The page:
Undeletable can either mean "cannot be deleted" or "can be undeleted."

Undoable can either mean "cannot be done" or "can be undone."

Unacceptable can either mean "cannot be accepted" or "can be unaccepted (as an answer on Stack Exchange)"

How do I avoid ambiguity with "un-verb-able" words?

  • 2
    Normally the meaning is understandable through context. Also, normally verbs of this form are understood to have the meaning, which you first list in your examples (i.e. "cannot be ...").
    – Geshode
    Jun 20, 2018 at 6:47
  • The homonym 'undoable' can either be from the verb 'to undo' (in which case the homonym means the act of undoing can be performed) or it can be a negative of the verb 'to do' (in which case the homonym means the act of doing cannot be performed). As with all homonyms, context tells us which applies and there ought not (if people are competent in English) to be any ambiguity.
    – Nigel J
    Jun 20, 2018 at 11:23

2 Answers 2


In the case of the word undeletable, none of the main English dictionaries seem to have an entry for it. (Or at least for the adjective.)

But this is what's provided by Your Dictionary:

(computing) That cannot be deleted; indelible.
(computing) That can be undeleted.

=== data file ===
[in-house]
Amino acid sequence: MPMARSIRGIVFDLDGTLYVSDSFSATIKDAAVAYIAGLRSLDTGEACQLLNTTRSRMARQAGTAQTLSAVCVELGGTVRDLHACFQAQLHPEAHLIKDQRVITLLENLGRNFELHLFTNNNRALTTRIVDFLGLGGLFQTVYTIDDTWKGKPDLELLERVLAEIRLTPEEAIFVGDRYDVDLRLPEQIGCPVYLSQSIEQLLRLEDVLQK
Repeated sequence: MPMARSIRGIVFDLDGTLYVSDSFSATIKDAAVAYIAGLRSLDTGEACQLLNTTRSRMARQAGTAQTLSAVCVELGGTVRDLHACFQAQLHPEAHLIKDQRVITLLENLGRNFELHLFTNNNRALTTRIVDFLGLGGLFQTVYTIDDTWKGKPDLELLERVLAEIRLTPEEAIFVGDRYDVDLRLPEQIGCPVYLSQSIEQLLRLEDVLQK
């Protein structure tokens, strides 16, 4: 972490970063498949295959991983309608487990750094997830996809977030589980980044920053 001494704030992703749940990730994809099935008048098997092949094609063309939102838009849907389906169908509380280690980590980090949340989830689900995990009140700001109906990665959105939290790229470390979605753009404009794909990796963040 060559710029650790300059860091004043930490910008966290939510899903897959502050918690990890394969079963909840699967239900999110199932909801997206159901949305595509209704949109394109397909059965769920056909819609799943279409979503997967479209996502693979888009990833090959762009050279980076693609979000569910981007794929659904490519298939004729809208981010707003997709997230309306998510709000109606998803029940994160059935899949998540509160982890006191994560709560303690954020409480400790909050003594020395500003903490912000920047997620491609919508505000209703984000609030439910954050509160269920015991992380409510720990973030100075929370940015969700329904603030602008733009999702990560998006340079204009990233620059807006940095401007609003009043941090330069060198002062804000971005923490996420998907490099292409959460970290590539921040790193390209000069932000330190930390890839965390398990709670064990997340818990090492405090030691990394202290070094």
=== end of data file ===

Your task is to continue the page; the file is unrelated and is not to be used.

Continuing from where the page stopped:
Like any other use of English, ambiguity needs to be resolved through context or a rephrasing of the sentence.

Nobody can remove that file; it is undeletable.

Here, the only logical interpretation is "cannot be deleted."

Thankfully, if you delete that file, it is undeletable.

Here, the only logical interpretation is "can be undeleted."


It is undeleteable.

This sentence (which I'll assume is ambiguous) would need to be rephrased in one of two ways.

It cannot be deleted.
If deleted, it can be recovered.

In other words, don't use the word if using it would result in confusion.


Undeletable is never understood to mean "that which can be undeleted" -- this usage is a departure found in the computing field only. There is neither ambiguity nor conflict in general English usage.

  • @JasonBassford I am trying to get help to understand what really you are trying to say here. Btw I surmise you are a non-native speaker of the English language.
    – Kris
    Jun 20, 2018 at 8:58

Your Answer

By clicking “Post Your Answer”, you agree to our terms of service and acknowledge you have read our privacy policy.

Not the answer you're looking for? Browse other questions tagged or ask your own question.